Election 2020

Is a Trump-Romney Moment Possible?

Trump Endorses Romney, 2012 (AP Photo/Julie Jacobson, File)

I read with interest PJM contributor Michael Walsh’s brief about the return of Mitt Romney. It’s a cautionary tale, understandably expecting the worst out of the former Massachusetts governor. Romney is a certified moderate Republican whose positions and actions going forward cannot be reliably predicted.

The bottom line is this: Will Senator Romney be a thorn in President Trump’s side, or can the two men reach agreement on important issues like immigration, healthcare, and, perhaps most importantly, potential Supreme Court nominees? Further, will Mr. Romney have the president’s back against the slew of investigations expected from the House Democrats and the protracted Robert Mueller “witch hunt”?

Romney’s senatorial victory is an obvious cause for concern for conservatives, especially Trumpservatives. The new Utah senator is no fan of the president and has spoken out against him on various occasions. Trump, as is his wont, fired back, lambasting Romney for a presidential race “he should have won.” Where do things stand with their relationship today? Trump tweeted congratulations in the wake of Romney’s win — a win that was never in doubt in the Mormon-dominated Beehive State. Is it possible that a Trump-Romney alignment going forward might portend successful outcomes for the Trump administration’s agenda?

Conservative analysts have their doubts and have framed Romney’s reemergence from the standpoint of the four-seat margin Republicans managed to secure in the midterm election. The margin is key to circumventing defections like Sen. John McCain’s thumbs-down on the repeal of Obamacare. Maine Sen. Susan Collins ultimately voted yay on the Justice Kavanaugh confirmation, but everything hung in the balance. With the four-seat margin, it is much less likely that a single vote–for the purposes of this discussion a Romney nay vote–could scuttle a Trump-aligned Senate action. The subtext of these prognostications is that Romney might vote against presidential initiatives not only out of conscientious opposition but also because of past enmity between him and the president.

Mr. Walsh’s piece took me back to the 2012 campaign. A significant percentage of my Clackamas County Tea Party group was unhappy with the Republican nominee and planned to vote for him reluctantly. Some vowed to stay home rather than vote for Romney. My take, and at times it got heated, was that we had to vote for Gov. Romney to stave off another four years of President Obama.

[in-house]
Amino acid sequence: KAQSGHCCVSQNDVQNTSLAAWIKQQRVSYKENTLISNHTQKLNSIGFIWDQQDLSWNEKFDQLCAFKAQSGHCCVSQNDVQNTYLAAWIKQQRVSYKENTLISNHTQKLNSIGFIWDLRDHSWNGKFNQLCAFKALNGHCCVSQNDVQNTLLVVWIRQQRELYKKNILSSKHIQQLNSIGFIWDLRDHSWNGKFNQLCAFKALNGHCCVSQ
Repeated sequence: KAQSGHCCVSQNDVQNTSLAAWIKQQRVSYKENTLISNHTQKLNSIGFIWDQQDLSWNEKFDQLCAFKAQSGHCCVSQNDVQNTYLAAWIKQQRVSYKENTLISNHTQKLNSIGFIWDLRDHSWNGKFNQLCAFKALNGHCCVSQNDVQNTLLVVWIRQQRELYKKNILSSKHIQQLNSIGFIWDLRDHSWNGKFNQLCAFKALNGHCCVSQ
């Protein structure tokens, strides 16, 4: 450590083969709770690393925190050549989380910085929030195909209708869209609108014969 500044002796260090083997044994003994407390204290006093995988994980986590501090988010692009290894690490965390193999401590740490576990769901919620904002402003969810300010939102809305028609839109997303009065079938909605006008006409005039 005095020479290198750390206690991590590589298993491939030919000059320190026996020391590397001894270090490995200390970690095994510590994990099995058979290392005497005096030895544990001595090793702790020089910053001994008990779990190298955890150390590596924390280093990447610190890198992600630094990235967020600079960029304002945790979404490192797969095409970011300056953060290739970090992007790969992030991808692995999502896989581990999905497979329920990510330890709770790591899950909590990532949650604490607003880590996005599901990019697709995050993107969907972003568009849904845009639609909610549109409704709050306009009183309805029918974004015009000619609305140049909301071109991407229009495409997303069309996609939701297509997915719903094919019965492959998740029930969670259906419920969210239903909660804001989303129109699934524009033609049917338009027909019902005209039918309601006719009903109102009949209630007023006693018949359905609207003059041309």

But Romney had Romney-Care working against him. He seemed reticent in the third and final national debate on foreign policy to take the fight to Obama on the issue of Russian territorial aggression, allowing the incumbent to get off the famous line, “the 1980s are calling and want their foreign policy back.” (Romney turned out to be right about Russian aggression.) In the debate, Romney also held his fire on the Obama administration’s woeful response to the attack at Benghazi.

Meanwhile, late-night comics were having a field day with “dog strapped to the roof of the car” jokes, Romney’s garage elevator, and Ann Romney’s “dancing horses.”  In the days leading up to the election, when New Jersey Gov. Chris Christie was shaking hands with Barack Obama on the Hurricane Sandy-devastated Jersey shore, Romney was seemingly nowhere to be found.

On election night at the Monarch Hotel in Clackamas, depression set in quickly. By 7 p.m. Pacific time it was clear that Obama had won reelection. But some of the most conservative among us were not that depressed. The prospect of four more years of Obama’s administration was bad, but all things considered, a Romney victory would have struck them as not that much better.

Cut to four years later, again at the Monarch. The Tea Party was no longer a thing, but the same crowd stood in near-disbelief as Donald Trump eclipsed Hillary Clinton going away. Like in 2012, there was a faction of mostly Sen. Ted Cruz-supporting conservatives who were deeply skeptical about the political pedigree of the New York business mogul and media star. The difference in 2016? The man they’d reluctantly voted for, or not at all, had won.

Two years later and the landscape has changed again. Democrats have taken control of the House and the NeverTrump brigade is scattered. Where does Romney fit into the reality of 2019 and beyond? Things got ugly on the trail between Cruz and the president, but they had their moment of reconciliation.

Is there hope for a Trump-Romney moment?

The president has reached out to Mitt Romney with congratulations. Time will tell whether Sen. Romney will bury the hatchet and get on board to ensure the success of a Trump administration agenda that is good for America.